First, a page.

The Fordism of Ford and Modern Management


The Fordism of Ford and Modern Management

Fordism and Post-Fordism

9781858989488 Edward Elgar Publishing
Edited by Huw Beynon, Director, School of Social Sciences and Theo Nichols, Distinguished Research Professor, School of Social Sciences, Cardiff University, UK
Publication Date: 2006 ISBN: 978 1 85898 948 8 Extent: 1,032 pp
In an attempt to make sense of changes that have taken place in the workplace worldwide, especially since the last quarter of the twentieth century, the two concepts of Fordism and Post-Fordism are often invoked. These volumes perform a valuable service to social scientists in bringing together important previously published contributions which explore this field.

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In an attempt to make sense of changes that have taken place in the workplace worldwide, especially since the last quarter of the twentieth century, the two concepts of Fordism and Post-Fordism are often invoked. These volumes perform a valuable service to social scientists in bringing together important previously published contributions which explore this field.

In their selection of articles, the editors range from the Fordism of Henry Ford to its oft-touted modern management successors – Japanisation and Toyotaism, flexible specialisation, lean production and McDonaldisation. They also provide useful criticisms of each of these developments.

The editors have written an authoritative introduction which offers an informative discussion of the issues.
Critical Acclaim
‘The Fordism of Ford and Modern Management is a much needed publication in terms of providing the scholars of work and organizations with an authoritative collection of references which critically revisit the phenomenon of Fordism and post-Fordism. In two volumes, the book brings together 48 previously published works which have made an important contribution to the debate on Fordism. . . As a desk reference, this two-volume collection is one of the most useful and inspiring books that is presently available in the field.’
– Ahu Tatli, Work, Employment and Society

‘The Fordism of Ford and Modern Management is an excellently collated double volume collection, as you would expect from such distinguished editors. It contains many of the most influential articles on the transformations that have taken place in the world of work. . . it has wide appeal to those with an interest in management/business studies, organizational behaviour, labour history, the sociology of work and sociology more generally.’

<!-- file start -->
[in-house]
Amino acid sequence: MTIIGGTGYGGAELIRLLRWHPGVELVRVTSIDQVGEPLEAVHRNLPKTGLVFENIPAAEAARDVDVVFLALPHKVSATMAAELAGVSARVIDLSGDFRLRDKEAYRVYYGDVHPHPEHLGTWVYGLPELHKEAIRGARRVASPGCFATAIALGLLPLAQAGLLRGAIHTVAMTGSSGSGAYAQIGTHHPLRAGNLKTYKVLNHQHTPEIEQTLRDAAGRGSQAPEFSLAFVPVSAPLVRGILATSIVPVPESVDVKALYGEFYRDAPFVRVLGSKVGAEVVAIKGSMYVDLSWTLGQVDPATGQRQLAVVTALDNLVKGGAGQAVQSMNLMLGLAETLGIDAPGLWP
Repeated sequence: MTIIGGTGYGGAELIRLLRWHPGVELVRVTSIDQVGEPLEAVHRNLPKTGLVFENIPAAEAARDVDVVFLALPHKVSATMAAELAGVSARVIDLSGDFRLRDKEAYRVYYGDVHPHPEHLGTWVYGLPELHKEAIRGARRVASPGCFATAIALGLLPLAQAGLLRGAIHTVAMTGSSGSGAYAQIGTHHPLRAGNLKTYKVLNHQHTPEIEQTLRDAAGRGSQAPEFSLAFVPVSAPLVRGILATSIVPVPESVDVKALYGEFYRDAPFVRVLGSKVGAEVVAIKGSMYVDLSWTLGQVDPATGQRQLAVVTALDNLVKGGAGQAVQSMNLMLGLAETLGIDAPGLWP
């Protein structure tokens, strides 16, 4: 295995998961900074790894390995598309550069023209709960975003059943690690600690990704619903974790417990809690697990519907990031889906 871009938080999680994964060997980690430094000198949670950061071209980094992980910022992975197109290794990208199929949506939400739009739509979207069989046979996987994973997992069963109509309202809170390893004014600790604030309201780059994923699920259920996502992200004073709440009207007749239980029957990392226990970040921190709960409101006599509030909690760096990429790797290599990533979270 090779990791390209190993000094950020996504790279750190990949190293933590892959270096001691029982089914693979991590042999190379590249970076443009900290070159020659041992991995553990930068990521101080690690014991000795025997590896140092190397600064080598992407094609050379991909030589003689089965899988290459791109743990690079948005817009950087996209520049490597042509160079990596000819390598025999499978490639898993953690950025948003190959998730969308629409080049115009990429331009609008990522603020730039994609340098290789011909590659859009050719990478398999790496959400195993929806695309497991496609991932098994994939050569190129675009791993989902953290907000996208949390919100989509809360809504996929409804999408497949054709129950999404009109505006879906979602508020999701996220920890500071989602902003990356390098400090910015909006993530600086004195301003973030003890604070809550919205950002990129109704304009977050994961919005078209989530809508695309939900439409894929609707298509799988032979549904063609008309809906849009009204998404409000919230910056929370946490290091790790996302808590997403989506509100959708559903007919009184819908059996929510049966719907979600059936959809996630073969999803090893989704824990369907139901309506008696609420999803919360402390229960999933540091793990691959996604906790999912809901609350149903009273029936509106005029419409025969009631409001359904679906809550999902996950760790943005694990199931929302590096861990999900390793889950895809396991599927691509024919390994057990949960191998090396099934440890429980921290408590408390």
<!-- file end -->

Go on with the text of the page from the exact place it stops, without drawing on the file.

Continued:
– Andrew Smith, Sociology

‘The world of work has changed dramatically over the past 50 – or even 30 – years, and it is fashionable to speak of a transformation from Fordism to post-Fordism. But what exactly is new, and what remains the same? With their comprehensive selection of readings and their own sensitive overview of the issues, Huw Beynon and Theo Nichols provide the foundation for a nuanced answer – and show that the brave new world of work is no utopia.’
– Richard Hyman, London School of Economics, UK
48 articles, dating from 1976 to 2003
Contributors include: C. Berggren, K. Dohse, P. Hirst, R. Hudson, A. Pollert, J. Rinehart, G. Ritzer, A. Sayer, K. Williams, J. Womack, S. Wood
Volume I
Introduction Huw Beynon and Theo Nichols
1. Christian Palloix (1976), ‘The Labour Process: From Fordism to Neo-Fordism’, [Translated by John Mepham and Mike Sonenscher]
2. Carl H.A. Dassbach (1991), ‘The Origins of Fordism: The Introduction of Mass Production and the Five-Dollar Wage’
3. David Roediger (1988), ‘Americanism and Fordism – American Style: Kate Richards O’Hare’s “Has Henry Ford Made Good?”’
4. James M. Wilson (1995), ‘Henry Ford’s Just-in-Time System’
5. Glen Norcliffe (1997), ‘Popeism and Fordism: Examining the Roots of Mass Production’
6. Karel Williams, Colin Haslam and John Williams (1992), ‘Ford versus “Fordism”: The Beginning of Mass Production?’
7. John Bellamy Foster (1989), ‘The Fetish of Fordism’
8. R. Hudson (1989), ‘Labour-Market Changes and New Forms of Work in Old Industrial Regions: Maybe Flexibility for Some but Not Flexible Accumulation’
9. Robin Murray (1988), ‘Life after Henry (Ford)’